PubMed ID
12529945 View in PubMed
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[Accelerated versus conventional hospital stay in total hip and knee arthroplasty III: patient satisfaction]

https://arctichealth.org/en/permalink/ahliterature81877
Source
Ugeskr Laeger. 2006 May 29;168(22):2148-51
Publication Type
Article
Date
May-29-2006
Author
Husted Henrik
Hansen Hans Christian
Holm Gitte
Bach-Dal Charlotte
Rud Kirsten
Andersen Kristoffer Lande
Kehlet Henrik
Author Affiliation
H:S Hvidovre Hospital, Ortopaedkirurgisk Afdeling, Hvidovre. henrikhusted@dadlnet.dk
Source
Ugeskr Laeger. 2006 May 29;168(22):2148-51
Date
May-29-2006
Language
Danish
Publication Type
Article
Keywords
Age Factors
Arthroplasty, Replacement, Hip - rehabilitation - statistics & numerical data
Arthroplasty, Replacement, Knee - rehabilitation - statistics & numerical data
Comorbidity
Denmark
Early Ambulation
Female
Humans
Length of Stay - statistics & numerical data
Male
Patient Discharge - statistics & numerical data
Patient satisfaction
Questionnaires
Registries
Abstract
INTRODUCTION: The goal of this study was to evaluate patient satisfaction with the hospital stay in relation to the length of stay for patients operated on with primary total hip- and knee-arthroplasty (THA and TKA). MATERIALS AND METHODS: According to the National Register on Patients, the three departments with the shortest and the three departments with the longest postoperative hospital stay at the end of 2003 were chosen for evaluation. The patients, operated on with THA or TKA from September 2004 to April 2005, from the selected departments answered a questionnaire regarding satisfaction with elected parts of their stay, co-morbidity, sex and age. RESULTS: The patients from the departments with the shortest stay were not younger nor had they less co-morbidities than patients from departments with longer stays. Apart from staying a significantly shorter time, they were either as satisfied--or sometimes more satisfied--with all parts of their stay compared to patients from the departments with longer hospital stay. CONCLUSION: Patients in accelerated stays are not less satisfied with their hospital stay (or any part of it) compared to patients with longer and more conventional hospital stays. These results support the implementation of fast-track total hip- and knee arthroplasty.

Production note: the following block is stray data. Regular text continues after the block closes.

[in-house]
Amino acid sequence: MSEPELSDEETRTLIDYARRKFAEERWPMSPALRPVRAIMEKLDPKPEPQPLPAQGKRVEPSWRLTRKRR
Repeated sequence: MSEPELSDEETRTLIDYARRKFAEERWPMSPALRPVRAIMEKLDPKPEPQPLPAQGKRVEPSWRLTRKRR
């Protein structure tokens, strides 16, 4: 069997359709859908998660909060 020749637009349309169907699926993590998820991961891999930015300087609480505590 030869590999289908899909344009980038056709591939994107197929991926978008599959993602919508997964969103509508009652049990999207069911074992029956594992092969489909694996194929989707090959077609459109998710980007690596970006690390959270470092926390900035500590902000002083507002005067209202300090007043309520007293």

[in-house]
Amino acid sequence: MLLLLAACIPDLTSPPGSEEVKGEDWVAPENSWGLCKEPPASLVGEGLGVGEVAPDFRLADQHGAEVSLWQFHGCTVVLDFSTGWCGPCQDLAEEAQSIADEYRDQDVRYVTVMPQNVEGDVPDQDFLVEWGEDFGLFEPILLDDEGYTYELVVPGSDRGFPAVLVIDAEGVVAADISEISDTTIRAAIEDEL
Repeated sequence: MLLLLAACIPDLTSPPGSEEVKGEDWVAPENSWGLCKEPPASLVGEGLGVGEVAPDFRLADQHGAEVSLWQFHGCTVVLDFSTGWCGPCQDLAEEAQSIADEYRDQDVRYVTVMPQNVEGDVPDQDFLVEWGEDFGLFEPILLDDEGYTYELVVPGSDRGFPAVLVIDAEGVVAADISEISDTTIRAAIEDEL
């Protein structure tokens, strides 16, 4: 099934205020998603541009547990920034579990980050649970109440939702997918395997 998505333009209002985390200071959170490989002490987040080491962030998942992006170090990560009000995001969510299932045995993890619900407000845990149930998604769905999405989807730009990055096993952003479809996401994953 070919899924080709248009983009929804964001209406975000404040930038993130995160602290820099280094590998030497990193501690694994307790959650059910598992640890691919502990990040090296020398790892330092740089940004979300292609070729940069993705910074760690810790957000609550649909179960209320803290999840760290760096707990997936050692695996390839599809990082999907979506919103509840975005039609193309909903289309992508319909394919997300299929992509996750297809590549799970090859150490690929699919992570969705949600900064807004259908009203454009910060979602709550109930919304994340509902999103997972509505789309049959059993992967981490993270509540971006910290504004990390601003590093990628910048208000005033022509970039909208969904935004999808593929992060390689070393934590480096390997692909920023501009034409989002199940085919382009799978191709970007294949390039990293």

PubMed ID
16768952 View in PubMed
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Accidental falls related to shovelling snow from rooftops: analysis of injuries in an extraordinary epidemic in southern Finland.

https://arctichealth.org/en/permalink/ahliterature259244
Source
Scand J Surg. 2012;101(4):271-4
Publication Type
Article
Date
2012
Author
M. Aulanko
L. Handolin
T. Söderlund
J. Pajarinen
Source
Scand J Surg. 2012;101(4):271-4
Date
2012
Language
English
Publication Type
Article
Keywords
Accidental Falls - economics - statistics & numerical data
Adult
Aged
Aged, 80 and over
Female
Finland - epidemiology
Hospital Costs - statistics & numerical data
Humans
Length of Stay - statistics & numerical data
Male
Middle Aged
Retrospective Studies
Snow
Wounds and Injuries - economics - epidemiology - etiology - surgery
Abstract
Exceptional amount of snow led to snow removal attempts from the rooftops resulting in a relative unique and extraordinary epidemic of accidental falls in winter of 2010.
The injury pattern, hospital care, surgical operations, and the total costs of the primary hospital stay of accidentally fallen patients treated in Helsinki University Hospital trauma unit were analyzed.
Forty-six patients were admitted to hospital during the study period of three months. Majority of the patients were males (N?=?43, 93%) with the average age of 52.9 years. Seven patients were admitted to ICU. The average length of primary hospital stay was 4.7 days with 0% mortality. Total amount of fractures was 65 (63%) of all 97 injuries. The most common injuries were fractures of upper and lower extremity, and spinal column.